I love the referee system here – I think it would be a great way to encourage engagement while also ensuring adequate peer review. However, I do have two (relatively minor) suggested amendments:
Preference will be given to single-authored projects or those where all co-authors satisfy the junior eligibility criteria (i.e., all else equal, these projects will receive the funding over projects with senior co-authors).
This is an interesting idea. However, I am concerned that it would disadvantage students at universities which require a senior collaborator as part of institutional ethical approval. My suggestion here is use the CRediT framework to disclose authorship contribution as part of the grant application process. Each proposal can then be allocated a score based on the degree of involvement of junior vs. senior researchers. This score could then be added to the final number of votes.
Everybody is allowed to vote or comment, but the person’s Prolific involvement is disclosed: how long have they been active on the forum, how many studies have they run, which institution and discipline are they from.
This is a really good idea – it allows transparency in who is voting and commenting, which should encourage people to only vote for proposals they believe are high quality. I think this could also be used more directly to prevent manipulation. Proposals which have a large number of votes from users who have previously run 0 or 1 studies could be flagged. For example, if a proposal’s vote count is over two standard deviations above the mean number of votes and the majority of these votes come from low-activity users, a Prolific staff member (or a bot?) could reply to the thread to highlight this.
Thanks for your great comment! Absolutely agree, let’s have people disclose co-authorship. I think if the senior co-authors are on the paper “just for the ethical review board” (which, personally, I think is a ridiculous policy and should be scrapped, but that’s a debate for another time), the proposal could be treated as if there are no senior co-authors.
Indeed, I think Prolific could in general monitor (and flag) people who register, vote, and never use the platform for anything else. An alternative would be to introduce “verified” researcher accounts (something like the blue checkmark on twitter), allowing people to connect their Prolific account to their research (e.g., Google scholar profile). But this really depends on how far Prolific wants to and can go for the purposes of a competition…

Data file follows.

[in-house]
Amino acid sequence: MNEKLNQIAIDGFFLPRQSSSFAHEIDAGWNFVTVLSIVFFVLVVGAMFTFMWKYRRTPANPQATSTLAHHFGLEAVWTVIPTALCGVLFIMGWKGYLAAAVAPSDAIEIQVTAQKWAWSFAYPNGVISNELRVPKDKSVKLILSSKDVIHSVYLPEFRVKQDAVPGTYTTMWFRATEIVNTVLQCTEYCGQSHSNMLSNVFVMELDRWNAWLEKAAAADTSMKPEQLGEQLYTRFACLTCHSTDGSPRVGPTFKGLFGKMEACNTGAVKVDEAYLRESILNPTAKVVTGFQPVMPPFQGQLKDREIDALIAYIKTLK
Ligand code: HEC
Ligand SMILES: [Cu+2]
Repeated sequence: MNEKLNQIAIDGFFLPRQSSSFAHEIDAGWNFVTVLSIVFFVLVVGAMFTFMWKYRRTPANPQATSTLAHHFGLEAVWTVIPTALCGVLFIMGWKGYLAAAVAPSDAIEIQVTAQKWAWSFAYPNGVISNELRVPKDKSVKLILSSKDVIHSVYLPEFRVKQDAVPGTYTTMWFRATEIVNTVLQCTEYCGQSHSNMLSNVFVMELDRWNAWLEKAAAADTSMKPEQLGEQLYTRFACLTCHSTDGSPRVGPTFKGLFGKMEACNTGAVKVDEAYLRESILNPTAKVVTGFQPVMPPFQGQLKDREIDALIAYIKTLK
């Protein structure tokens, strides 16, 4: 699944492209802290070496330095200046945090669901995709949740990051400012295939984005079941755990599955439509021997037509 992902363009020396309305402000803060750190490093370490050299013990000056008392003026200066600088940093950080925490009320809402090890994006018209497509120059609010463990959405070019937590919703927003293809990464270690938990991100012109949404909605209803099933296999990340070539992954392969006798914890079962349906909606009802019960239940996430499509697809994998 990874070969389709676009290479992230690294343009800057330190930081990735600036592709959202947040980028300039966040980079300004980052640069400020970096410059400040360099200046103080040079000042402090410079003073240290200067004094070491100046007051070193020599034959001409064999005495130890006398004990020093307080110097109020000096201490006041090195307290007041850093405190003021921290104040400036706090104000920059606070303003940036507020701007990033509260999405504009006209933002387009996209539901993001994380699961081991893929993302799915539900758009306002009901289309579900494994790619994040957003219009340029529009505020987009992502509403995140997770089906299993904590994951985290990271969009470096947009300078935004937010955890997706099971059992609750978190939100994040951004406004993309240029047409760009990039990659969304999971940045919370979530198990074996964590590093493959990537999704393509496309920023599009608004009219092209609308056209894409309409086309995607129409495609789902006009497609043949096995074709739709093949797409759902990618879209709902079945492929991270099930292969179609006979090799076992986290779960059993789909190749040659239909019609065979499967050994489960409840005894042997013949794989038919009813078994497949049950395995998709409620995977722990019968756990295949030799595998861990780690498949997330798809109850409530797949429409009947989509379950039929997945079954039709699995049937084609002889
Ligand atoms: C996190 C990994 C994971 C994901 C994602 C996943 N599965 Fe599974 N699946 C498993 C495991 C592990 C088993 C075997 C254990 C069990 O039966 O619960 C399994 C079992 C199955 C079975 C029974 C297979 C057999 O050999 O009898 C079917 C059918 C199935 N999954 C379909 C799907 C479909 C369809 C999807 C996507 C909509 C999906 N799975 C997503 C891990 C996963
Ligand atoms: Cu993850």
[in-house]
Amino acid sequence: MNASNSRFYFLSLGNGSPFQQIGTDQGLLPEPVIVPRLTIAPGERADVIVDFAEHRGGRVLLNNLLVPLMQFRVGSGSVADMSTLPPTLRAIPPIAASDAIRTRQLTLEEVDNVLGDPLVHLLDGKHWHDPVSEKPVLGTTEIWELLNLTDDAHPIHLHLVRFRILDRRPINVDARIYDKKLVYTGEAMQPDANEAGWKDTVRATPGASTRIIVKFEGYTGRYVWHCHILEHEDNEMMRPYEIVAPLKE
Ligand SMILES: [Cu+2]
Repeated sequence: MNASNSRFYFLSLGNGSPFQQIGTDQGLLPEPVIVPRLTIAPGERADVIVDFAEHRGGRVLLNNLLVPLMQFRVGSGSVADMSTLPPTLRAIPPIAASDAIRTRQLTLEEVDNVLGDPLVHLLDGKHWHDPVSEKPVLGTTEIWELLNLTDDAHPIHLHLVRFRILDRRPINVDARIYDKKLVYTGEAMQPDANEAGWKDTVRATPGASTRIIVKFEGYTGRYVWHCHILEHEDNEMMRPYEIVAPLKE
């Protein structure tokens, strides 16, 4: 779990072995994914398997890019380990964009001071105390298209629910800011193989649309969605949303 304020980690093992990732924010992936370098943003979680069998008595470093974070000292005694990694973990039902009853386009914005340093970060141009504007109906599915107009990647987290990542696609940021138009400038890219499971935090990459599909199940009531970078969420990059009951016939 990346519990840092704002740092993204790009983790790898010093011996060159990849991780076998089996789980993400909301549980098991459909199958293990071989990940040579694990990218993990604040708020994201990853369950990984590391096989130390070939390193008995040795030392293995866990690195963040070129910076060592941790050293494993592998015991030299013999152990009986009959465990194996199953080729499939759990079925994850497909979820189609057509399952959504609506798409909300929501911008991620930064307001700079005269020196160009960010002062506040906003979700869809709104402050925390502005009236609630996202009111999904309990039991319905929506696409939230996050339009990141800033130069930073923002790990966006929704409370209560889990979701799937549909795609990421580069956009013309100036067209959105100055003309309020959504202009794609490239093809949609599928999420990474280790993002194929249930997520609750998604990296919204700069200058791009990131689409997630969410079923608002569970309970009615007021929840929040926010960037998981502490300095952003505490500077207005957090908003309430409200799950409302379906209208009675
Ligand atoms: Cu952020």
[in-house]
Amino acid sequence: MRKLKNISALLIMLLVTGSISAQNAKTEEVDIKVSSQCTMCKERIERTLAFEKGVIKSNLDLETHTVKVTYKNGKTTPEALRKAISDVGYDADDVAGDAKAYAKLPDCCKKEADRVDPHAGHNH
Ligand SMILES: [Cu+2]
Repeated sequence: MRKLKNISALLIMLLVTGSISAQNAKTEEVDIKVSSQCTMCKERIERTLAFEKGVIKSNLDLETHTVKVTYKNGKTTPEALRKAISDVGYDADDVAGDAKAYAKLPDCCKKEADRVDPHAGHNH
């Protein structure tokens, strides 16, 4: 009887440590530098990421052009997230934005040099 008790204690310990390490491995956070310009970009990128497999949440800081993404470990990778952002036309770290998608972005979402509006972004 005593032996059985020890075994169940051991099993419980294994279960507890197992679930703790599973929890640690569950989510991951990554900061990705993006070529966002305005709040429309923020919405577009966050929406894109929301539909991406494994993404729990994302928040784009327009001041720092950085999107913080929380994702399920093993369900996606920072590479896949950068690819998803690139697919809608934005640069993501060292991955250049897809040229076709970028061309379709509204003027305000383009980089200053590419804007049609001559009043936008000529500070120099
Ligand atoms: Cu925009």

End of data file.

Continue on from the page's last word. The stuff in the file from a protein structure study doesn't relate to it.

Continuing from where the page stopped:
Nice proposal! I certainly agree with the point about the restricted availability of funds to junior scholars. The situation is even worse for PhD students (like me) who cannot apply for most research grants. Most funding available to PhD students (apart from studentships that do not always include research costs!) covers only conference fees or travel expenses but not the research costs. Available resources are very scarce and highly competitive. It is a somewhat personal request, perhaps voicing the frustration of other PhD students, but it would be good to either promote one’s juniority status (as mentioned above) or consider granting awards per specific seniority level (one award for PhD students, one award for ERC up to 3 years after PhD, etc.). It seems that scholars with more experience will outrank junior researchers/students and produce better-developed proposals, which might, unfortunately, be reflected in the reports from peer reviewers and subsequent votes.
Magdalena, thanks! Let me clarify, what exactly do you mean by “promoting” your juniority status? How can this be done in the fairest way do you think?
I really like this proposal! Especially the quick but thoughtful review procedure.
I was wondering if you could also include something on pilot studies? I think pilots are super important to test experimental paradigms and but also to test the viability of a research idea. And as you point out, especially junior scholars might lack the funding for this (e.g. to test which of their ideas is most promising). Maybe an extra category where less funding is at stake, but requirements are also a bit lower (lower word limit?), and the review process even faster?
Great idea with the pilots. They are important and can get expensive. I will integrate this in the proposal, thanks!
Thanks to all three of you for your wonderful suggestions, I have incorporated them in the proposal. I hope we are a shining example of how open peer review can help improve science
Thank you so much for submitting a fantastic proposal! We’re going to review it, and get back to you in January